Monday, September 24, 2018

Preaching As Resistance

Back in December, colleague and FB friend Phil Snider sent me this message:
Hi Susan, I hope all is well, or at least as much as it can be in times such as these. I'm wondering if you would consider submitting one of your sermons ("Good News vs. Fake News: La Lucha Continua") for a book of sermons I'm editing, with the title Preaching as Resistance. I'm not sure how I first came across the sermon, but as soon as I read it I immediately thought it would be an excellent fit. Would you have an interest in being a contributor to this book? Many thanks for considering!
I said I'd be honored ... and the book is now a reality: Preaching as Resistance is not only out -- it's
the #1 new release in preaching on Amazon.

I could not be more delighted to be part of this book offering an alternative narrative to those who think they know enough about Christians not to want to be one ... and given the dreadful news in the current news cycle, who could blame them? When "Christian Values" are hijacked not only to support the Predator-in-Chief in the White House but to bully women who come forward with their stories of sexual abuse and assault we can and we must stand up and speak out together -- and I am proud to be part of a cohort of preachers modeling that prophetic witness in these challenging times.

And -- on a personal note -- I am thrilled that "Good News vs Fake News" ... the sermon Phil included in the book ... tells the story of my late mother-in-law Jody's dogged persistence in standing up and speaking out for the values that dominated her life: love, compassion and inclusion. Even as she struggled with a chronic, terminal illness, Jody called her Nevada Senator's office every single day to advocate for healthcare, immigration reform and equal protection for all Americans.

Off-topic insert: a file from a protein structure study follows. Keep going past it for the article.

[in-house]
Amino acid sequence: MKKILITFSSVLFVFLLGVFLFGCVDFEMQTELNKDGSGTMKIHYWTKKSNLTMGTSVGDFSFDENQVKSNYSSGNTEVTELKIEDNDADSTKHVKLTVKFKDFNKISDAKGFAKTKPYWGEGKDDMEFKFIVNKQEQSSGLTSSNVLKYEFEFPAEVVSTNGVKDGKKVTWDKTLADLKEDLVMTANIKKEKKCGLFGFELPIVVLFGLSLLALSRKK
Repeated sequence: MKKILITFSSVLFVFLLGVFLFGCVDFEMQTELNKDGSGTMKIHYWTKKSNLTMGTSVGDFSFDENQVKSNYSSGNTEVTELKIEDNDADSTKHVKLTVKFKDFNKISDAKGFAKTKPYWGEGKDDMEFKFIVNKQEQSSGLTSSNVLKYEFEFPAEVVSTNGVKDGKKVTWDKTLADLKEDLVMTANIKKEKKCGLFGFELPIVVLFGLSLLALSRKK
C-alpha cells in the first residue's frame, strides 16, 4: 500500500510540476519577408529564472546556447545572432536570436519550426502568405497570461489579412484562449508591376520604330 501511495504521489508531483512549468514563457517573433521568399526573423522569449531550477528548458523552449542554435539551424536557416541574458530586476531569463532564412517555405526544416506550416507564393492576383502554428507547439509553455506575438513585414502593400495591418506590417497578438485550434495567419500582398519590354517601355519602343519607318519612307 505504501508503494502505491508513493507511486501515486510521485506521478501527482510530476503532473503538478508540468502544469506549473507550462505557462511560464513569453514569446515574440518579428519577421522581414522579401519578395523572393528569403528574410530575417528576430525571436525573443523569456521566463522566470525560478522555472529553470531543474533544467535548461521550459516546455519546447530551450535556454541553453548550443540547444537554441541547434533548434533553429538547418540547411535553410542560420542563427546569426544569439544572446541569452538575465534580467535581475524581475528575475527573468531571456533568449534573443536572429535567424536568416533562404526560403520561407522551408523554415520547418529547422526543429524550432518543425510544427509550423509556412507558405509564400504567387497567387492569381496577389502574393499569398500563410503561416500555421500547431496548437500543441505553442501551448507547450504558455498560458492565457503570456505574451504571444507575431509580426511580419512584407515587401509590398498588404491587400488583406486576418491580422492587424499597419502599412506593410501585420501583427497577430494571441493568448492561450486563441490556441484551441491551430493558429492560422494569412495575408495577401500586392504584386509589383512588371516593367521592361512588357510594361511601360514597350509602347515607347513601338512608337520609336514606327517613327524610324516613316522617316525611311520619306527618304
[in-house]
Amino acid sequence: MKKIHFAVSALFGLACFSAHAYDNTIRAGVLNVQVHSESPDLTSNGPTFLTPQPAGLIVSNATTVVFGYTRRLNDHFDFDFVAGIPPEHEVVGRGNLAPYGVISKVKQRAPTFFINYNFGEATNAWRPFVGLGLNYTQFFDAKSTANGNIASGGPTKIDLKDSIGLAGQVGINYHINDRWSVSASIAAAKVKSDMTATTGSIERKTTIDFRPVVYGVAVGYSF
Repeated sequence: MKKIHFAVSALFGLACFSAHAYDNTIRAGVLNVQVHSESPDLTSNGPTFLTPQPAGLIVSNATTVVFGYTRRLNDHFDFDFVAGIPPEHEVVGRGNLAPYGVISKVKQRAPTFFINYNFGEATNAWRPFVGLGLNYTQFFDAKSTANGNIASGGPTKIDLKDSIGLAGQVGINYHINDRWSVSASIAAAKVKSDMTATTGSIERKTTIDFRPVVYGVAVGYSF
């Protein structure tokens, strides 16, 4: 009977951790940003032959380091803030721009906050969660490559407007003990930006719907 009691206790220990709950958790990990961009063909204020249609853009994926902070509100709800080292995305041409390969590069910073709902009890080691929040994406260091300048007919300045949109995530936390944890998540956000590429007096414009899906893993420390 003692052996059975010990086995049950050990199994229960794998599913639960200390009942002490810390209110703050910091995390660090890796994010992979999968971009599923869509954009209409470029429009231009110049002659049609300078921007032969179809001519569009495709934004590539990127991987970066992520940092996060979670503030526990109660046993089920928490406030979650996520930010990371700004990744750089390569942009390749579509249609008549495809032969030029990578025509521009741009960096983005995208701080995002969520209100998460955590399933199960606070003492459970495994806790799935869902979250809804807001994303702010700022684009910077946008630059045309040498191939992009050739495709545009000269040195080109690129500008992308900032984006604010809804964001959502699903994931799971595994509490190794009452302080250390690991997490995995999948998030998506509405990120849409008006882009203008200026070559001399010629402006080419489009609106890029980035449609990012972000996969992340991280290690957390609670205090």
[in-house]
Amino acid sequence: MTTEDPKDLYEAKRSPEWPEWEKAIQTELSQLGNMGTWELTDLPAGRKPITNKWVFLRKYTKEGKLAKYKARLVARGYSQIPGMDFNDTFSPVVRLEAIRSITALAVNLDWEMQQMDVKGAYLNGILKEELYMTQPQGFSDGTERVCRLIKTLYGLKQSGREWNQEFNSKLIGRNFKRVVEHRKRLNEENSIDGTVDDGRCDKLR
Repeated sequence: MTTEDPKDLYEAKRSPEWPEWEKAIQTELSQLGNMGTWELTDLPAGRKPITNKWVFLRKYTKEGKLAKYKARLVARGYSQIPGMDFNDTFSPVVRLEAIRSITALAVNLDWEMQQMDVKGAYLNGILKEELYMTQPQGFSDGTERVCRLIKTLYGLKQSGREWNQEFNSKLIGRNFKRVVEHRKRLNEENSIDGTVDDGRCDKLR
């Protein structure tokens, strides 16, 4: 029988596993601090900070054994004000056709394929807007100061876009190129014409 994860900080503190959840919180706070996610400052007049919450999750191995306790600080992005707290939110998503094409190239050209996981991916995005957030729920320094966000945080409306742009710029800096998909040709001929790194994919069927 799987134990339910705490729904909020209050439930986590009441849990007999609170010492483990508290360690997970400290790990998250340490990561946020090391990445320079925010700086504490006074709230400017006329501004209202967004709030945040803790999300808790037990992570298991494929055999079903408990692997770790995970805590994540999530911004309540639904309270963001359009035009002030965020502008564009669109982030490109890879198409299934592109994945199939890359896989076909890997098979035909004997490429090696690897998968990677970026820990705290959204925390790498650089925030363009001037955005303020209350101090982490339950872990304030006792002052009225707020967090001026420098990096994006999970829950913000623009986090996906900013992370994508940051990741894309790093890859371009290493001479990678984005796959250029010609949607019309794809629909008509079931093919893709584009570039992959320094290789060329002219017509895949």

We continue to celebrate her life -- and the lives of so many others on whose shoulders we stand -- as we continue to persist, resist and insist that respecting the dignity of every human being is both a foundational Christian and American value.

Preaching as Resistance is a book celebrating the vision of Christianity built on the love, solidarity, justice, and hope at the heart of Christ -- a much needed antidote to the violence, authoritarianism, and exploitation associated with the demagogues of our world.

I hope you'll rejoice and be glad in it.

I hope you'll consider purchasing a copy -- or two -- and I hope you'll spread the word.

But most of all I hope that as we resist together ... through our preaching, our praying, our witness and our action ... we will be the change we want to see as we work together to bring hope and healing to our beautiful and broken world.

Friday, September 21, 2018

A Storm Surge of Systemic Misogyny

Listening to the back-to-back coverage of the two stories leading this morning's news I was struck by the parallels between managing the twin disasters of a hurricane named Florence and a Supreme Court nominee named Kavanaugh.

They are both in-and-of-themselves catastrophic events that carry the capacity to wreck havoc. The hurricane -- with its wind, rain and floodwaters -- threatens all those living it its wake along our Carolina coast. And the Supreme Court nominee -- with the potential to dismantle decades of progress on equal protection, women's health care, abortion rights and voting rights (just to name a few) -- threatens all those who hold liberty and justice for all as a core American value.

But even more devastating than the initial threat of these twin catastrophic events is the storm surge that follows in their wake.

In the Carolinas it is the ongoing surge of flood waters that have yet to crest and do their worst ... displacing families, destroying businesses, changing landscapes and continuing the destruction long after the storm itself has dissipated and is no longer discernible on the weather radar map.

And it is a storm surge that not only includes the water that dumped from the heavens or surged from the sea ... it includes the toxic waste from hog farms which floods out of lagoons intended to contain it into the ground water of surrounding communities with devastating results.

Likewise, the storm surge from this highly contested Supreme Court nomination -- a nomination fast-tracked by the GOP majority in a process that has included half-truths and outright lies; unreleased documents and unprecedented procedures -- has the potential to continue to do its worst if this patently unfit for office nominee is confirmed to a life-time appointment to the highest court in the land.